The first true bicycle was created in France in the 1860’s. Early bikes had enormous front wheels and were called ordinary bicycles or high wheels. Ordinary bicycles were dangerous due to their forward center of gravity. These bikes were ridden primarily by wealthy young men that were physically fit enough to take a “header” (the term used to describe when one flew over the front of the handlebars).
While large groups of people turned out to watch ordinary bicycle races, most were not willing to take the risk of riding a high wheel.
The invention of the “safety” bicycle in the 1880’s prompted a worldwide bicycle craze. The safety bicycle had two wheels of equal size and used a chain drive to prevent loss of speed. The design of the safety bicycle is the most direct ancestor of the bicycle most people use today. Without the dangers of being thrown over the handlebars from a great height, the idea of bicycling began to develop broader appeal.
By the 1890’s bicycle mania had fully taken hold in Minnesota. Throngs of bicycles were seen on the streets of downtown Minneapolis between the years of 1893 and 1897. Many used their bikes as transportation to work, as well as to theater shows and other events downtown. It also set the groundwork for much of the bicycling infrastructure in this still bike-crazy city, including trails all across Southwest Minneapolis.
During the craze the Minneapolis Tribune offered articles on worthwhile roads to tour, bicyclist first aid, bicycle stories and general bicycling advice. Social columns kept track of who had just purchased a bicycle, as well as who was learning to ride a bike and what injuries they had acquired in doing so. In an article on bicycle touring from 1895 the Tribune advised readers that when bicycling, “the first and most important thing to consider is company. Whether your party consists of 2 or 20, [if] there is a lack of congeniality, the tour is a failure.”
New language was invented to describe bikers. Fast bikers were called "scorchers" and bicyclists in general were called "wheelmen".
Bicyclists formed the League of American Wheelmen in order to lobby for better conditions. Many of the first paved roads in the United States were paved to facilitate better bicycling conditions. In addition to promoting the interests of cycling, the League of American Wheelmen offered its members discounts on hotels and maps of worthwhile roads to tour.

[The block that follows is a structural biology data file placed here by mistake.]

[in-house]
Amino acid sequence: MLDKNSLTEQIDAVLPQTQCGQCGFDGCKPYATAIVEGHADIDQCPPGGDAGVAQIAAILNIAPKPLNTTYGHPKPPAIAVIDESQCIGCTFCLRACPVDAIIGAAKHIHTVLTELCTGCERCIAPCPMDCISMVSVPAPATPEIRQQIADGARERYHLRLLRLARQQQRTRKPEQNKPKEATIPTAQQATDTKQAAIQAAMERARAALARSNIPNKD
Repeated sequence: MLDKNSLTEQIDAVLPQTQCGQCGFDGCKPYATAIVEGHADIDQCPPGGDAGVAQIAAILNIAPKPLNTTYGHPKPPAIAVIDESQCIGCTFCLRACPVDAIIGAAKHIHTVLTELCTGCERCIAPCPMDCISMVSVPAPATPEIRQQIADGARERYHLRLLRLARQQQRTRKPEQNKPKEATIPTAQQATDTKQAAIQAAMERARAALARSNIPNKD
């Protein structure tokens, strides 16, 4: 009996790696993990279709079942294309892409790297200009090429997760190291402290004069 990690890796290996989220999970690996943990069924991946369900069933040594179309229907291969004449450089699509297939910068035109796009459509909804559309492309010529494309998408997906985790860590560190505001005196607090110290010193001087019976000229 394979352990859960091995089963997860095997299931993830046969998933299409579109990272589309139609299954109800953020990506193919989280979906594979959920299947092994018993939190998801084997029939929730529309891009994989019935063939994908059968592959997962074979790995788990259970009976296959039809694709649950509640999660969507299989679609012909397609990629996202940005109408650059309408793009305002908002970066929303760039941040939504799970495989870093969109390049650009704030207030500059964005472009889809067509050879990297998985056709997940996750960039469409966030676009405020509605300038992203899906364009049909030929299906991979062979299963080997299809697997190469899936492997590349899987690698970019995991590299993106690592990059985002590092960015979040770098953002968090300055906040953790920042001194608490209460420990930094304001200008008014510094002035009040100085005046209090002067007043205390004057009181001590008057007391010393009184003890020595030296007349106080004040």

While bicycles today don't need to be registered, during the 1890's a Bicycle Inspector was employed full time to register bikes and enforce cycling laws. Bicyclists were required to purchase annual tags for their bikes and during the craze the inspector was overburdened with work. In 1903 alone, tags for 30,000 bicycles were registered in the city of Minneapolis.
Bicycling was so convenient and popular that it began to negatively impact another mode of transportation, the streetcar. Streetcars had electrified in the Twin Cities only a year before the bicycle craze started and despite the better service and faster speed of electric streetcars the new fad caused a serious drop in ridership.
Streetcars weren’t the only business with dropping sales caused by bicycle mania. Businesses nationwide including tobacconists, hatters, tailors, theater owners, booksellers, and stable owners complained of losing income to the new fad of bicycling.
In 1895, the Minneapolis Tribune reported that the bicycle craze had also impacted laundries. As more people rode bicycles to and from work, fewer people were wearing the fashion of highly starched shirts and collars that required laundering to maintain their appearance. As one laundryman said of his lost revenue, “this bicycle fad is costing us a great deal of money. We don’t have near as many starched pieces to launder.”
Fewer starched collars were one of a number of changes in fashion caused by bicycles. As more women began to use bicycles, new standards of appropriate dress were set, and women’s fashions began to allow for more comfortable riding. Bloomers, loose pantaloons tied at the ankles, were among the more controversial new fashions.
In addition to more comfortable clothing, women’s ability to ride bicycles gave them greater freedom and mobility and was championed as a tool of liberation by feminists such as Susan B. Anthony and Elizabeth Cady Stanton. In 1896 Anthony said, “the bicycle has done more for the emancipation of women than anything else in the world.”
Women made their mark in bicycle races such as centuries, which were 100 mile races. The Minneapolis Journal reported that Mrs. James McIlrath Jr. rode five consecutive centuries in just under 60 hours. At the time, they reported it, "the longest ride ever made by a lady."
In Minneapolis, many of the cycling paths built to accommodate the bike craze are still around today. The Minneapolis Park and Recreation Board built paths along Kenwood Parkway, Lake Harriet, and Minnehaha Creek in the 1890’s.
While the bicycle fad of the 1890’s eventually leveled off, there is no doubt that Minneapolitans still love their bicycles. On any nice day one can watch people of all ages ride clockwise around the Lake Harriet trail, which remains one of the busiest in the state.